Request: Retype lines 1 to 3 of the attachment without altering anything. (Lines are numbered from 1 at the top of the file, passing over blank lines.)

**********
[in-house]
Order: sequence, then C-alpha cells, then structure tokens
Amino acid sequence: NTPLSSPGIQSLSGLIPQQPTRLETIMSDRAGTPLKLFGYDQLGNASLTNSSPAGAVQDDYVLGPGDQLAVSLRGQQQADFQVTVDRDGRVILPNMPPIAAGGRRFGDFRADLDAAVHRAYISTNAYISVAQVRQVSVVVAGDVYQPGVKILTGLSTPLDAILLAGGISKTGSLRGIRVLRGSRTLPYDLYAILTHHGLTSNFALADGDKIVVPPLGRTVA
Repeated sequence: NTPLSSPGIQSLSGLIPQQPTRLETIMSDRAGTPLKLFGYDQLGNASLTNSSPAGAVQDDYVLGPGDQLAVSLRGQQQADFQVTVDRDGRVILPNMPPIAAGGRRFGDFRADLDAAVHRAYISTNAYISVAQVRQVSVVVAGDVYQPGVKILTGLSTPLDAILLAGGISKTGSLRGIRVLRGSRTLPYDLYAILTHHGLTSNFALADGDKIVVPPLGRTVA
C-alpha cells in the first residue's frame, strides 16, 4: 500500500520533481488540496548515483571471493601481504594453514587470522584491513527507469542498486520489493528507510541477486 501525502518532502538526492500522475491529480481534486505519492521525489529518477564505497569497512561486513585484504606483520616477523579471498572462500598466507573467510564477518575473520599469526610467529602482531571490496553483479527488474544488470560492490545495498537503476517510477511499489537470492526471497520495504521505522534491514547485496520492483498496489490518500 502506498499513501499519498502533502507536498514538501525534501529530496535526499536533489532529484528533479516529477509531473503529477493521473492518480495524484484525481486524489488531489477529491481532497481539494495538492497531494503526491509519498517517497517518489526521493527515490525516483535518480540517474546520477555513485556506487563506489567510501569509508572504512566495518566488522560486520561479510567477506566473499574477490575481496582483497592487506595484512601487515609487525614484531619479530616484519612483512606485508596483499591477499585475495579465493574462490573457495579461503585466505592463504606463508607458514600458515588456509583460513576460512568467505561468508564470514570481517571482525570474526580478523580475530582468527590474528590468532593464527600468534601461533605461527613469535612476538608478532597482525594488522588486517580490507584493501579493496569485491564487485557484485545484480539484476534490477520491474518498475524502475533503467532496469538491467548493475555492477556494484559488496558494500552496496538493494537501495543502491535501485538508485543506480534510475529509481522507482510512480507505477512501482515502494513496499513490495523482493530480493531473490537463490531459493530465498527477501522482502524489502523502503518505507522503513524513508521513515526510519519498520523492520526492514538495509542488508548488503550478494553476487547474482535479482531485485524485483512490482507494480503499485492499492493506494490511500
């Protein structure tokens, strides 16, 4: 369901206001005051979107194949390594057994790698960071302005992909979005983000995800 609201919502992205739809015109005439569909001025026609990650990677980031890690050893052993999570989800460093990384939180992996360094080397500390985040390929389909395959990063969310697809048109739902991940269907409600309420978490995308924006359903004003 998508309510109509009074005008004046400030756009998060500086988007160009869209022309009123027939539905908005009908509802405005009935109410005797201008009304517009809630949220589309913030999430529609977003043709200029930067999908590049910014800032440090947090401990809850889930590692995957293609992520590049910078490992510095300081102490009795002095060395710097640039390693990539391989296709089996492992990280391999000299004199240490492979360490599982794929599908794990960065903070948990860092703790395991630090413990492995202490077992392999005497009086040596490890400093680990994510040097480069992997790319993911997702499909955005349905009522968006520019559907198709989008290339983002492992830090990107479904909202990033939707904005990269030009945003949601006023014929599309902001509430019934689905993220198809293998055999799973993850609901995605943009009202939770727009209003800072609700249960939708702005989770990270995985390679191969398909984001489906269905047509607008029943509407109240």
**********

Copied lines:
[in-house]
Order: sequence, then C-alpha cells, then structure tokens
Amino acid sequence: NTPLSSPGIQSLSGLIPQQPTRLETIMSDRAGTPLKLFGYDQLGNASLTNSSPAGAVQDDYVLGPGDQLAVSLRGQQQADFQVTVDRDGRVILPNMPPIAAGGRRFGDFRADLDAAVHRAYISTNAYISVAQVRQVSVVVAGDVYQPGVKILTGLSTPLDAILLAGGISKTGSLRGIRVLRGSRTLPYDLYAILTHHGLTSNFALADGDKIVVPPLGRTVA